Active Research

The Australian child sexual abuse attitudes, knowledge and response study

    • Understanding child sexual abuse
    • Disclosure of child sexual abuse
    • Identification of child sexual abuse
    • Needs of victims and survivors
    • Prevention of child sexual abuse
    • Response to child sexual abuse
Research Topic areas 
  • Community awareness
Project Duration
Start: December 2022
End: December 2026
Geographical Scope
General community
Young adults (18-25 years)Adults (25-65 years)Older adults (>65 years)
All genders

Project Lead

Professor Andrea de Silva, The National Centre for Action on Child Sexual Abuse
Project lead email:

Project Team

Tom Clement, WhereTo Research
Associate Professor Dominiek Coates, The National Centre for Action on Child Sexual Abuse


Child sexual abuse remains a prevalent and chronic problem in Australia. Gauging the public’s knowledge and attitudes about child sexual abuse is vital as they inform the capacity to recognise and prevent it and respond appropriately when learning of its occurrence. This study will provide insights into the state of play in contemporary Australian society and reveal gaps to target through community awareness and education campaigns. Doing so will enhance prevention efforts, reduce the stigma associated with child sexual abuse and the barriers to disclosure and help-seeking, and improve compassionate responses supporting the recovery of victims and survivors.


1. To benchmark the general public’s attitudes towards, knowledge of, and capacity to respond to CSA (including harmful sexual behaviours in children and young people) and meet victims and survivors’ needs.  
2. To collect baseline data to inform and measure the effectiveness of community awareness and stigma reduction initiatives.


This study is a multi-phased mixed method study incorporating a sequential explanatory approach:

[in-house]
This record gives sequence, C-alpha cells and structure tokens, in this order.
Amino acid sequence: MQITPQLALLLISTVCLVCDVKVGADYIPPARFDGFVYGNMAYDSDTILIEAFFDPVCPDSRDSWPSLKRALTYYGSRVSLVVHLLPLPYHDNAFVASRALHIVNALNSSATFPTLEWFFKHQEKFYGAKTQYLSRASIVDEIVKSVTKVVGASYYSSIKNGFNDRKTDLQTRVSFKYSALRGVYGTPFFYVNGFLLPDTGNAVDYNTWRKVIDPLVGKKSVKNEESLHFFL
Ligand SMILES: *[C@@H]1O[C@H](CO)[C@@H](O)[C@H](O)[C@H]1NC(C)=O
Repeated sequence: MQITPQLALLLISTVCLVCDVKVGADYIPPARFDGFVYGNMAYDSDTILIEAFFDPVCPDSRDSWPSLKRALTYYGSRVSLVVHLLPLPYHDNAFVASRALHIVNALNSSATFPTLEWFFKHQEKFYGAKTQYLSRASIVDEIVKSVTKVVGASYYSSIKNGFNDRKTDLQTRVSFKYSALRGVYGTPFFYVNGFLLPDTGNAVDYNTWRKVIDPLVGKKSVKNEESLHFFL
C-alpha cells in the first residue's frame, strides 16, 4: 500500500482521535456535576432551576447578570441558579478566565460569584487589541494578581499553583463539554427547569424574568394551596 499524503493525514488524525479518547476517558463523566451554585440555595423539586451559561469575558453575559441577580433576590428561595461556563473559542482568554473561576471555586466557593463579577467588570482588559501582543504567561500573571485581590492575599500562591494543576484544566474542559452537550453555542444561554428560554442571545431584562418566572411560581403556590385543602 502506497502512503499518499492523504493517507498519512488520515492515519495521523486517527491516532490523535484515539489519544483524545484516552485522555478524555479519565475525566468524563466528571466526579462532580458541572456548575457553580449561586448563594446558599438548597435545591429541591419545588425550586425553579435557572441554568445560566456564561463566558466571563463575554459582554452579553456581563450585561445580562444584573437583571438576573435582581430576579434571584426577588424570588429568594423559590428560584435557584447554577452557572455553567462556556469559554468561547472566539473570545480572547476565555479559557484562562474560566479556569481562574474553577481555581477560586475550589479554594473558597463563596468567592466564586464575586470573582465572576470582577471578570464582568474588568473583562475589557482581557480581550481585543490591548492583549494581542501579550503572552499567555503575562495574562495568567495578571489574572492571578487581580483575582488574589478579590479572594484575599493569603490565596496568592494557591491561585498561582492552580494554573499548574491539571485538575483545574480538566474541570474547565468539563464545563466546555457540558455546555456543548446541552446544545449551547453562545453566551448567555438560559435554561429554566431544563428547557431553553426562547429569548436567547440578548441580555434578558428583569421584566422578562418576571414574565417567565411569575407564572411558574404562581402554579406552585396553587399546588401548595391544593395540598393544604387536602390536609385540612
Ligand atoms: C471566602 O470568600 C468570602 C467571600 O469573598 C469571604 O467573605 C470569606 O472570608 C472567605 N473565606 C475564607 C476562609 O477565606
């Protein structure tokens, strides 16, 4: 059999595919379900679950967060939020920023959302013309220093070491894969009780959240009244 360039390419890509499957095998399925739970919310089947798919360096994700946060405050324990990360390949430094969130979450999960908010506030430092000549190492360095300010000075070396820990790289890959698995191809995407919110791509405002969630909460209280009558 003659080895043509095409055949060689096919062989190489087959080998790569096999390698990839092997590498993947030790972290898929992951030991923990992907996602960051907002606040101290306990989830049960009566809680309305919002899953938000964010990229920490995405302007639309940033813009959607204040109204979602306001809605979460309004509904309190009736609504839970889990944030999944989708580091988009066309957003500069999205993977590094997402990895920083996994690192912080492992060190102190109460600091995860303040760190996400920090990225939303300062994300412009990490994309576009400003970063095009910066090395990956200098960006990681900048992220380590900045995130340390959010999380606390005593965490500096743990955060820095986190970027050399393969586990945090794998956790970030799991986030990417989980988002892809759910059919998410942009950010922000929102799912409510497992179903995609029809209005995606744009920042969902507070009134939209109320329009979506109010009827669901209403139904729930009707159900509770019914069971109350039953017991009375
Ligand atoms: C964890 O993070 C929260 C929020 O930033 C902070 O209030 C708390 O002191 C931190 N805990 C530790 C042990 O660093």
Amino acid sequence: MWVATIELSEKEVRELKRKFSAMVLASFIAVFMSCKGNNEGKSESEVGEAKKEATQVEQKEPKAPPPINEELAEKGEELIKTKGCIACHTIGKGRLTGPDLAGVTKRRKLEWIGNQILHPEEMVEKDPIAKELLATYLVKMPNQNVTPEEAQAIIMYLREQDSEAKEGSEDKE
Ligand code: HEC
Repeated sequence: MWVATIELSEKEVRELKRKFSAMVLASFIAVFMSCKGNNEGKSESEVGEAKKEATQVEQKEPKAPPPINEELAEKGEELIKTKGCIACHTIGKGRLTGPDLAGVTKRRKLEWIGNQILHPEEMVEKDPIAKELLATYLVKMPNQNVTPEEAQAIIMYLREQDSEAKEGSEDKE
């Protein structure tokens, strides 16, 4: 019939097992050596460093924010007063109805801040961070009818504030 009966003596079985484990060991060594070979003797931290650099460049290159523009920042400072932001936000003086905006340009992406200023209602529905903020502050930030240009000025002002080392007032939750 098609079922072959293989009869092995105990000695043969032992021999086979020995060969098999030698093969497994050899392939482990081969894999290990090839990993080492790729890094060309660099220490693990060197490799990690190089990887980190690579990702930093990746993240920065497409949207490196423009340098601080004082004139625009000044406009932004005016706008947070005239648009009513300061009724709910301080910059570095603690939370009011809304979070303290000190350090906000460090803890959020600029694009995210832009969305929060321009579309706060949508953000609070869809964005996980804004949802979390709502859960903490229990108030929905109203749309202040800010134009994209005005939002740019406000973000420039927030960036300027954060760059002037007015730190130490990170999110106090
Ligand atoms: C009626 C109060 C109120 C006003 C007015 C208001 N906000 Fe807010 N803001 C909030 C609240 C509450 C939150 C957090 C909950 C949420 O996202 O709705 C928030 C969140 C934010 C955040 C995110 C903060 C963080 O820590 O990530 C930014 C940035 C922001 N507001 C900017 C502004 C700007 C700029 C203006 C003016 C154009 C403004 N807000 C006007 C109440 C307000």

• Phase 1: Online population survey – wave 1 (late 2023)  
• Phase 2: Qualitative exploratory study phase (2024)  
• Phase 3: Online population survey – wave 2 (2025/2026)  
This three-phased approach allows for community attitudes to be tracked over time. The National Centre has engaged a market research company to lead Phase 1. Phase 2 will be conducted in-house.

Significance and Dissemination

This is the first nationally representative survey of its kind in Australia. It will address key gaps in our understanding of current community attitudes towards, knowledge of, and capacity to respond to child sexual abuse and meet victims and survivors’ needs. Results will be used to inform the development and delivery of novel community awareness and education initiatives. Initiatives may target, for instance, improved understanding and identification of child sexual abuse indicators and risk factors or the ability and confidence to respond appropriately upon learning of child sexual abuse. Such work will contribute to the prevention of child sexual abuse and generate more compassionate and trauma-informed responses to victims and survivors thereby enabling their healing and recovery. Repeated survey administration will enable the evaluation of the initiatives’ effectiveness in reaching its objectives.

The National Centre will publish research findings in a publicly available report and in peer-reviewed journals.

Further Details

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Monitoring and governance:
This project is guided by oversight of the National Centre for Action on Child Sexual Abuse
Australian Human Research Ethics Committee:
This project is subject to ethical oversight by the Victoria University Human Research Ethics Committee
Response to child sexual abuse

Evaluation of the Multi-Agency Investigation & Support Team

James Herbert
Centre for Social Impact - University of South Australia
David O'Shaughnessy
University of Western Australia
Understanding child sexual abuse

Conceptualising and Estimating the Costs of Child Sexual Exploitation (Phase One of Australian Study into Economic Costs of Child Sexual Exploitation)

Jonah Rimer
The University of Queensland
Response to child sexual abuse

Effect of multi-agency deliberation on perceptions of risk in responses to child abuse and neglect

James Herbert
Centre for Social Impact - UWA

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